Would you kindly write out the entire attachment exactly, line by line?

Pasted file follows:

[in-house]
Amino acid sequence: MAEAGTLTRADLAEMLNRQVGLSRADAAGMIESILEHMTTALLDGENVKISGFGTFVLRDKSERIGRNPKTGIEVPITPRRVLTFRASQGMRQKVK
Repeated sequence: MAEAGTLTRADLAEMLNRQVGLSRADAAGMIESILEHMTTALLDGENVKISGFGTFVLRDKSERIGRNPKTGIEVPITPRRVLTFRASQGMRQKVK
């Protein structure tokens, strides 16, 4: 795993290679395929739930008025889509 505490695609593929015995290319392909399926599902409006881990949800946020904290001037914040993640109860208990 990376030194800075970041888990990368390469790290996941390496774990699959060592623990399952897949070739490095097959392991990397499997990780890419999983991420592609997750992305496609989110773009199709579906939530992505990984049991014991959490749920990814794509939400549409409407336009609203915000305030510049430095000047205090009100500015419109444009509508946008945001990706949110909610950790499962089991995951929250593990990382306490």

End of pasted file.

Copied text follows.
[in-house]
Amino acid sequence: MAEAGTLTRADLAEMLNRQVGLSRADAAGMIESILEHMTTALLDGENVKISGFGTFVLRDKSERIGRNPKTGIEVPITPRRVLTFRASQGMRQKVK
Repeated sequence: MAEAGTLTRADLAEMLNRQVGLSRADAAGMIESILEHMTTALLDGENVKISGFGTFVLRDKSERIGRNPKTGIEVPITPRRVLTFRASQGMRQKVK
């Protein structure tokens, strides 16, 4: 795993290679395929739930008025889509 505490695609593929015995290319392909399926599902409006881990949800946020904290001037914040993640109860208990 990376030194800075970041888990990368390469790290996941390496774990699959060592623990399952897949070739490095097959392991990397499997990780890419999983991420592609997750992305496609989110773009199709579906939530992505990984049991014991959490749920990814794509939400549409409407336009609203915000305030510049430095000047205090009100500015419109444009509508946008945001990706949110909610950790499962089991995951929250593990990382306490």